Accreditation relies on auditing for total compliance with SOPs. Inspection of this assures quality. Even when it doesn’t.
Drs Williams and Brindle reported another type of audit and showed wide variation for the treatment of an infective condition.
“In summary, our audit has highlighted significant variability in the management of cellulitis across the 23 acute NHS Trusts examined. This heterogeneity was identified across the choices of antibiotics recommended, the modes of administration, and the duration of therapy. It has also highlighted the variability of recommendations by individual clinicians based on the perceived severity of the infection. Although the numbers of guidelines examined is relatively small, and geographically restricted, it is likely that such variability is a feature across most acute Trusts in the UK.
“The Cochrane review has identified 43 studies, omprising 5927 patients, with outcome data on patients treated for cellulitis using a bemusing variety of treatment regimens. Overall, no treatment regimen was identified as having an improved clinical outcome when compared with another antibiotic, and no recommendation could be made for any single antimicrobial. As all antimicrobials examined appear to be equally effective it is recommended that a narrow spectrum anti-staphylococcal penicillin (e.g. flucloxacillin) or a macrolide or lincosamide (for those unable to tolerate a beta-lactam) should be used for the treatment of cellulitis.”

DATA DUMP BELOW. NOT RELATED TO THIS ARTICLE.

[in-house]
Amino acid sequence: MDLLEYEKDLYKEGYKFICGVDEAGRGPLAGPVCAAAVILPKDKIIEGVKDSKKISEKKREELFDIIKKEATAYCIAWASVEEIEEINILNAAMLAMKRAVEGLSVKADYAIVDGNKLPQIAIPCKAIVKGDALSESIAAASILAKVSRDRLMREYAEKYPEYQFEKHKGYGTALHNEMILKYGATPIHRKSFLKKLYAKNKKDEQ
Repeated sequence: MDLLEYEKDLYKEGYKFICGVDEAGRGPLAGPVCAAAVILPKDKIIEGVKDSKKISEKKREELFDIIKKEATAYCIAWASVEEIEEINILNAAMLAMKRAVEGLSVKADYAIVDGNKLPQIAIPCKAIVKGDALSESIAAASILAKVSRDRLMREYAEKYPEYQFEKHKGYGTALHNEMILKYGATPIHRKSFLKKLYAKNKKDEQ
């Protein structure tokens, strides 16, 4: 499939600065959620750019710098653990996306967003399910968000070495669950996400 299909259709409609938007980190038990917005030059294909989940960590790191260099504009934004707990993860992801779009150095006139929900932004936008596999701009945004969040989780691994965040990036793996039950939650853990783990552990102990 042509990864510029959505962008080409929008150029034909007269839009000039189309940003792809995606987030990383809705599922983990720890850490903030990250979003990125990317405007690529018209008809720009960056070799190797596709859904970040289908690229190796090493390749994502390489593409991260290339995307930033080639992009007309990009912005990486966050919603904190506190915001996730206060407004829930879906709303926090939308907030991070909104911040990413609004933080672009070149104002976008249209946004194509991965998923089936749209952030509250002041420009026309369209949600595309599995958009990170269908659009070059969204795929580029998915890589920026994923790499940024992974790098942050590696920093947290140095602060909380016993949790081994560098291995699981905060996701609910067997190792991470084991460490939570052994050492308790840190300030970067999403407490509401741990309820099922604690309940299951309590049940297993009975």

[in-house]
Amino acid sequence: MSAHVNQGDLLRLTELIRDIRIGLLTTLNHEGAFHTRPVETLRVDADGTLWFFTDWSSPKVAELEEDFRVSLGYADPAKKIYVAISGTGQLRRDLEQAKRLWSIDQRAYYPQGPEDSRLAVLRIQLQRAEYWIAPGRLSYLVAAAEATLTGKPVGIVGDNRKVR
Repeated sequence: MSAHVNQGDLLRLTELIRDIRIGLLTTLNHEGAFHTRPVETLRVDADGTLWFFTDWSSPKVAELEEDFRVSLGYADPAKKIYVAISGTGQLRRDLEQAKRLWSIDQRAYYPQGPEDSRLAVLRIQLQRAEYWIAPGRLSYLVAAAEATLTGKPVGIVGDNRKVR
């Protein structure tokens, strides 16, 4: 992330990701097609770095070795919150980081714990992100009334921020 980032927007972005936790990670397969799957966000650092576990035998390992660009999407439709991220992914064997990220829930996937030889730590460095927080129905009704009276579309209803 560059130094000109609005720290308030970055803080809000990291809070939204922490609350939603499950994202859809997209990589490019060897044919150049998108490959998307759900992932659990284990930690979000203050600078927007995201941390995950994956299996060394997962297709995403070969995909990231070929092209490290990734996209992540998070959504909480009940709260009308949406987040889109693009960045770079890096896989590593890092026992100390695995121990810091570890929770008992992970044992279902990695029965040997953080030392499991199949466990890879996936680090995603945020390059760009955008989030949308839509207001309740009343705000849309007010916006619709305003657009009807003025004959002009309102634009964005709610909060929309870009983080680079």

We might expect that a similar range of acceptable variation might exist in many other situations where UKAS demands conformity to a single procedure they can inspect. Just as no treatment regimen was found to have an improved treatment outcome, in many circumstances no single procedure enforced to the purposes of compliance audit will be able to justify itself either.
Uniformity isn’t the only good way.